Zimbabwean President Robert Mugabe should acknowledge the nation’s “insatiable desire” for a leadership change and resign immediately, the recently fired vice president and likely successor to the 93-year-old leader said yesterday, as impeachment proceedings began against the world’s oldest head of state.
The statement by Emmerson Mnangagwa, who was dismissed earlier this month, added to immense pressure on Mugabe to quit after nearly four decades in power, during which he evolved from a champion of the fight against white minority rule into a figure blamed for a collapsing economy, government dysfunction and human rights violations.
The ruling ZANU-PF party was beginning impeachment proceedings against Mugabe after its Central Committee voted to oust the president as party leader and select Mnangagwa as his replacement, a move that eventually could allow the former vice president to become head of state.
Mnangagwa served for decades as Mugabe’s enforcer, with a reputation for being astute and ruthless, more feared than popular.
“The people of Zimbabwe have spoken with one voice and it is my appeal to President Mugabe that he should take heed of this clarion call and resign forthwith so that the country can move forward and preserve his legacy,” Mnangagwa said in his statement.
Mnangagwa, who fled the country and has not appeared in public during the past week’s political turmoil, said Mugabe had invited him to return to Zimbabwe “for a discussion” on recent events.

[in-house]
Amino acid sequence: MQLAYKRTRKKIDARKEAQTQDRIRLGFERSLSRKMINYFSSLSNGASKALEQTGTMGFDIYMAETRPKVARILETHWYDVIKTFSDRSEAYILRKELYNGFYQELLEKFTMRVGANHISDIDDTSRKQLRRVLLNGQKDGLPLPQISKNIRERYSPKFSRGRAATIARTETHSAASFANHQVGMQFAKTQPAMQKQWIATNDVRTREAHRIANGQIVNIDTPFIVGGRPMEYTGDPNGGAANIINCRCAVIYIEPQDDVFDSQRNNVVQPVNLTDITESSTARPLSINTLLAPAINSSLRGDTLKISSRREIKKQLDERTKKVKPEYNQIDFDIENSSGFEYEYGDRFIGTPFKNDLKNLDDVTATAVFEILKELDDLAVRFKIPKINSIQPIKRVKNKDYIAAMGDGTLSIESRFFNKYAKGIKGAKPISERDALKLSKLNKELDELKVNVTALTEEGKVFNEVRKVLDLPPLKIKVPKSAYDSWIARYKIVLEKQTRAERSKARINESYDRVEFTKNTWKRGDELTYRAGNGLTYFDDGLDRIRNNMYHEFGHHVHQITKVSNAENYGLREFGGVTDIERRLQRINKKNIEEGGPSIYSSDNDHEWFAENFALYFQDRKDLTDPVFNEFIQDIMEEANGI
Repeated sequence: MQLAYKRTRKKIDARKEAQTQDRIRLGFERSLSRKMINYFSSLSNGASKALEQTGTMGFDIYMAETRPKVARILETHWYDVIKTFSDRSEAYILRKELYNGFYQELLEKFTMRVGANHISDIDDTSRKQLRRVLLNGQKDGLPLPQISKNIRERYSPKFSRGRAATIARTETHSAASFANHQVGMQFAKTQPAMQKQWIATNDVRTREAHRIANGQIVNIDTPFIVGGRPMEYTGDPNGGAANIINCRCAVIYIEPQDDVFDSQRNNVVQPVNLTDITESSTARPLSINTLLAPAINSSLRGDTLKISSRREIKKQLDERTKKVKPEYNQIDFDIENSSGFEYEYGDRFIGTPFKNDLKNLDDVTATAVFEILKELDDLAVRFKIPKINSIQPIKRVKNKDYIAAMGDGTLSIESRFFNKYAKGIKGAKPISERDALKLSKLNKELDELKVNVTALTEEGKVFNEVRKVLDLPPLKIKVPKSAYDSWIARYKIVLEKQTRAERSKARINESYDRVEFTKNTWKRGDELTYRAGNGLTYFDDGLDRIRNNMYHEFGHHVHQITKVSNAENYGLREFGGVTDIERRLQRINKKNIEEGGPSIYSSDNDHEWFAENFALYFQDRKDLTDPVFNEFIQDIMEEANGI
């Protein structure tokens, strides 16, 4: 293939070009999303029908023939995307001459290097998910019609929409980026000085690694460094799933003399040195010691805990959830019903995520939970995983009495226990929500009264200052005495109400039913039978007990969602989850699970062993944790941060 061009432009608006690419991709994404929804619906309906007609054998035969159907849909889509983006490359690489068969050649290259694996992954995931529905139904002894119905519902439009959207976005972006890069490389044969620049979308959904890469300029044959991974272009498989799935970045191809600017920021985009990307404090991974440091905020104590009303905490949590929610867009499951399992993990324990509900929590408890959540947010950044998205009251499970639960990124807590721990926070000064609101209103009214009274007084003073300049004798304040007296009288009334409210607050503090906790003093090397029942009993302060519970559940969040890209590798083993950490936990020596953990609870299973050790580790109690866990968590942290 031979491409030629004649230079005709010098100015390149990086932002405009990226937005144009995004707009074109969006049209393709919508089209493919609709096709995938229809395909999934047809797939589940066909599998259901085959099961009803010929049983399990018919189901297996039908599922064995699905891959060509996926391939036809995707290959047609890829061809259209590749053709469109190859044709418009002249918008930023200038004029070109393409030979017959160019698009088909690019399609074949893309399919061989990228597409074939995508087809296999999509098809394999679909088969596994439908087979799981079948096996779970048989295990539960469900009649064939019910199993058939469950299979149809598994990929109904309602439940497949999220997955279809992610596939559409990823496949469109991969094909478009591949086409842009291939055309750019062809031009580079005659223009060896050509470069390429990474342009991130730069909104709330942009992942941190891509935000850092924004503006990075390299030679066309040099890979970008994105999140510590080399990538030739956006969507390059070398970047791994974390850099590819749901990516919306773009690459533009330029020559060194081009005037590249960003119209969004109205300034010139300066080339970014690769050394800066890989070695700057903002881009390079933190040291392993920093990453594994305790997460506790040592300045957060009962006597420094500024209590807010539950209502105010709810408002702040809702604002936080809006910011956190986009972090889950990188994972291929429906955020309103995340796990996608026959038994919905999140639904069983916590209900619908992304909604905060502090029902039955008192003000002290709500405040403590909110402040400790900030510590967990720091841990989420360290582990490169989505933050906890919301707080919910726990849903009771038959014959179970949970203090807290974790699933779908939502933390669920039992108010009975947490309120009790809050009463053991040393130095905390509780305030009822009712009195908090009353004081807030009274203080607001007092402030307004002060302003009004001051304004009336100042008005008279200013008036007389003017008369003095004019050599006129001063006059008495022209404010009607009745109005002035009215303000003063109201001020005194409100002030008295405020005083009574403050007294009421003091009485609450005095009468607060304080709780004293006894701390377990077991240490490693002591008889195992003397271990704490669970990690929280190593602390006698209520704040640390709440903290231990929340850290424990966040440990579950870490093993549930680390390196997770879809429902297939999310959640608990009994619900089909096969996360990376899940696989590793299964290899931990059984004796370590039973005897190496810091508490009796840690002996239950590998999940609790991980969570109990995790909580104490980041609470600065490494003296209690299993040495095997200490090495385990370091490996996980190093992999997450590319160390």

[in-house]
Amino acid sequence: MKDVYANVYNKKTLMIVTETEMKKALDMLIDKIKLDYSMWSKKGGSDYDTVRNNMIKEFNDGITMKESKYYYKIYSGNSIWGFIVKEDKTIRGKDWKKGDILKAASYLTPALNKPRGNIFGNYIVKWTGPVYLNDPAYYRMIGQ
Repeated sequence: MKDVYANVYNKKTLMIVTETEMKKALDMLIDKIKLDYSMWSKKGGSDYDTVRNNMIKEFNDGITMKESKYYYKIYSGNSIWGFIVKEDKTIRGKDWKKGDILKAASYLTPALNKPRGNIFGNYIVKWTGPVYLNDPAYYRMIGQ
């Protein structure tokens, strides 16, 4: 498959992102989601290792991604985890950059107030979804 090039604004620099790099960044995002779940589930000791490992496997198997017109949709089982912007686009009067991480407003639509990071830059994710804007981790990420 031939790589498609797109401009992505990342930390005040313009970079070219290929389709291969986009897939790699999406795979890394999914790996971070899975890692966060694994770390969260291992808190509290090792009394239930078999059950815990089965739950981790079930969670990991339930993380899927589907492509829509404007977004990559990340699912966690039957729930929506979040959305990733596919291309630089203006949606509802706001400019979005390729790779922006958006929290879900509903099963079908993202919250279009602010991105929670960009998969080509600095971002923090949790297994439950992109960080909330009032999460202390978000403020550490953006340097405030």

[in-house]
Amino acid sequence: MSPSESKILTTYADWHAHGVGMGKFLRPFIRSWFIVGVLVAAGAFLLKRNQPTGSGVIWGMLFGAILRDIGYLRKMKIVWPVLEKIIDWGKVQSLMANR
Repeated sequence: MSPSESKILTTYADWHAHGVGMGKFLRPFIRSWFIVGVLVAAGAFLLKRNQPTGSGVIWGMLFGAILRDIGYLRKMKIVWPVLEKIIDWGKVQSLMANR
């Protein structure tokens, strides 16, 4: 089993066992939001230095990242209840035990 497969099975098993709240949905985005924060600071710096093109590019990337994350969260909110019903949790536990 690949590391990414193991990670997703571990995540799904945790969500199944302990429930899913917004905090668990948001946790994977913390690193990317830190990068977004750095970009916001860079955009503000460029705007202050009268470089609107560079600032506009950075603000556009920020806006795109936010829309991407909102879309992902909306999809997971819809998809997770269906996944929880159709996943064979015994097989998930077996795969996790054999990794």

However, he said he would not return for now, alleging that there had been plans to kill him at the time of his firing.
Mnangagwa was targeted by US sanctions in the early 2000s for undermining democratic development in Zimbabwe, according to the Atlantic Council, a US-based policy institute.
However, J. Peter Pham, an Africa expert at the council, said that some Zimbabwean opposition figures have appeared willing to have dialogue with Mnangagwa to move the country forward and that the international community should consider doing the same.
“We’re not saying whitewash the past, but it is in the interests of everyone that Zimbabwe is engaged at this critical time,” Pham said in a statement.
Impeachment proceedings were beginning with the resumption of parliament yesterday, days after huge crowds surged through the capital, Harare, to demand that Mugabe quit. The ruling party instructed government ministers to boycott a Cabinet meeting that Mugabe called for yesterday morning at State House, the president’s official residence, and instead attend a meeting at party headquarters to work on the impeachment.
The ruling party says the charges for impeachment include that Mugabe “allowed his wife to usurp constitutional power” and that he is “of advanced age” and no longer has the physical capacity to run the government.
It was not clear how long the impeachment process could take. The ruling party has said Mugabe could be voted out as early as today, but some analysts believe the impeachment process could take weeks and would, if conducted properly, allow Mugabe to make a case in his defense.
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